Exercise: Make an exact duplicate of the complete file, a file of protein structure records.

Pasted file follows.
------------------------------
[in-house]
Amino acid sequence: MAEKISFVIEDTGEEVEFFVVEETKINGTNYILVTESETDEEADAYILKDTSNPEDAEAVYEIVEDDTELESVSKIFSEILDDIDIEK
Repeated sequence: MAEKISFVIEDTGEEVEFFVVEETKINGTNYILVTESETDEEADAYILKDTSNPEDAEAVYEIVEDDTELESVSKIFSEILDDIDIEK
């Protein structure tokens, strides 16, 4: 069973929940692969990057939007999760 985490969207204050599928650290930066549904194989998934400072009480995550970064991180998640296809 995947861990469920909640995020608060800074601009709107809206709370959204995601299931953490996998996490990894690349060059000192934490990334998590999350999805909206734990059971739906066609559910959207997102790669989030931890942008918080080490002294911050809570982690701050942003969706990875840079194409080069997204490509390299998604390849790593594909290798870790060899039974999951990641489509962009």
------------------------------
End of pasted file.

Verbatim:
[in-house]
Amino acid sequence: MAEKISFVIEDTGEEVEFFVVEETKINGTNYILVTESETDEEADAYILKDTSNPEDAEAVYEIVEDDTELESVSKIFSEILDDIDIEK
Repeated sequence: MAEKISFVIEDTGEEVEFFVVEETKINGTNYILVTESETDEEADAYILKDTSNPEDAEAVYEIVEDDTELESVSKIFSEILDDIDIEK
């Protein structure tokens, strides 16, 4: 069973929940692969990057939007999760 985490969207204050599928650290930066549904194989998934400072009480995550970064991180998640296809 995947861990469920909640995020608060800074601009709107809206709370959204995601299931953490996998996490990894690349060059000192934490990334998590999350999805909206734990059971739906066609559910959207997102790669989030931890942008918080080490002294911050809570982690701050942003969706990875840079194409080069997204490509390299998604390849790593594909290798870790060899039974999951990641489509962009």